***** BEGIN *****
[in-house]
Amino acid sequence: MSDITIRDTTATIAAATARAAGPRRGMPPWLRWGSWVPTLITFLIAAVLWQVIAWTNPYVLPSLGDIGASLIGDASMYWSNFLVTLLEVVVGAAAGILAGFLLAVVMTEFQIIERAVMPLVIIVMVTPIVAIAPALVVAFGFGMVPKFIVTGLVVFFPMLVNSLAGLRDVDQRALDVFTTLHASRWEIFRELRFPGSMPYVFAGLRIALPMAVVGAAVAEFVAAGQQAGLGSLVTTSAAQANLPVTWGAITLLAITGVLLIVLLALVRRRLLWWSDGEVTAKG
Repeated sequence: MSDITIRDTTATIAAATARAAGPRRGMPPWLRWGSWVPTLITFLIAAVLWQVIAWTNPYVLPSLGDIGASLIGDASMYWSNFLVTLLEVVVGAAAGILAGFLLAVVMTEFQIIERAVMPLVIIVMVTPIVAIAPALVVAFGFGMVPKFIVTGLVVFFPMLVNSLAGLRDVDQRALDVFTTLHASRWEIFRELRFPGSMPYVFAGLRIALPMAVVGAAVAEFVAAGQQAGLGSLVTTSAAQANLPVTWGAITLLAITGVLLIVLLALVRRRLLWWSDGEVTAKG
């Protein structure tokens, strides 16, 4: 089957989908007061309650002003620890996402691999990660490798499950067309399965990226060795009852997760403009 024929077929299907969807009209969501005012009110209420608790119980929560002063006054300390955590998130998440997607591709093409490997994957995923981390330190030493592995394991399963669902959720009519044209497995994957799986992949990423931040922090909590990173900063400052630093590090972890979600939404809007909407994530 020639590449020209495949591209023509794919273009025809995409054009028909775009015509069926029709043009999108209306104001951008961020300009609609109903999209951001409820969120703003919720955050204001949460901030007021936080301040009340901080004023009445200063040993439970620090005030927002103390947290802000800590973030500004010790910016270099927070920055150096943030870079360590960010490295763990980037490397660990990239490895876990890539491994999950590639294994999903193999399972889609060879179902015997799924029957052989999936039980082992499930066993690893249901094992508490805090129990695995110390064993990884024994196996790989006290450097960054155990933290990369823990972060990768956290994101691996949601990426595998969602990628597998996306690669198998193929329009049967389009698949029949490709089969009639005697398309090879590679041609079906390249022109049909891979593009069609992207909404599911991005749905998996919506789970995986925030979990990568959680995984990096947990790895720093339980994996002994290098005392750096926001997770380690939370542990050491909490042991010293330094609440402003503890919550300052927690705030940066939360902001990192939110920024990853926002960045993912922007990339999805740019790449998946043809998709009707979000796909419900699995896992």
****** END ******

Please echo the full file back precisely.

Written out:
[in-house]
Amino acid sequence: MSDITIRDTTATIAAATARAAGPRRGMPPWLRWGSWVPTLITFLIAAVLWQVIAWTNPYVLPSLGDIGASLIGDASMYWSNFLVTLLEVVVGAAAGILAGFLLAVVMTEFQIIERAVMPLVIIVMVTPIVAIAPALVVAFGFGMVPKFIVTGLVVFFPMLVNSLAGLRDVDQRALDVFTTLHASRWEIFRELRFPGSMPYVFAGLRIALPMAVVGAAVAEFVAAGQQAGLGSLVTTSAAQANLPVTWGAITLLAITGVLLIVLLALVRRRLLWWSDGEVTAKG
Repeated sequence: MSDITIRDTTATIAAATARAAGPRRGMPPWLRWGSWVPTLITFLIAAVLWQVIAWTNPYVLPSLGDIGASLIGDASMYWSNFLVTLLEVVVGAAAGILAGFLLAVVMTEFQIIERAVMPLVIIVMVTPIVAIAPALVVAFGFGMVPKFIVTGLVVFFPMLVNSLAGLRDVDQRALDVFTTLHASRWEIFRELRFPGSMPYVFAGLRIALPMAVVGAAVAEFVAAGQQAGLGSLVTTSAAQANLPVTWGAITLLAITGVLLIVLLALVRRRLLWWSDGEVTAKG
């Protein structure tokens, strides 16, 4: 089957989908007061309650002003620890996402691999990660490798499950067309399965990226060795009852997760403009 024929077929299907969807009209969501005012009110209420608790119980929560002063006054300390955590998130998440997607591709093409490997994957995923981390330190030493592995394991399963669902959720009519044209497995994957799986992949990423931040922090909590990173900063400052630093590090972890979600939404809007909407994530 020639590449020209495949591209023509794919273009025809995409054009028909775009015509069926029709043009999108209306104001951008961020300009609609109903999209951001409820969120703003919720955050204001949460901030007021936080301040009340901080004023009445200063040993439970620090005030927002103390947290802000800590973030500004010790910016270099927070920055150096943030870079360590960010490295763990980037490397660990990239490895876990890539491994999950590639294994999903193999399972889609060879179902015997799924029957052989999936039980082992499930066993690893249901094992508490805090129990695995110390064993990884024994196996790989006290450097960054155990933290990369823990972060990768956290994101691996949601990426595998969602990628597998996306690669198998193929329009049967389009698949029949490709089969009639005697398309090879590679041609079906390249022109049909891979593009069609992207909404599911991005749905998996919506789970995986925030979990990568959680995984990096947990790895720093339980994996002994290098005392750096926001997770380690939370542990050491909490042991010293330094609440402003503890919550300052927690705030940066939360902001990192939110920024990853926002960045993912922007990339999805740019790449998946043809998709009707979000796909419900699995896992």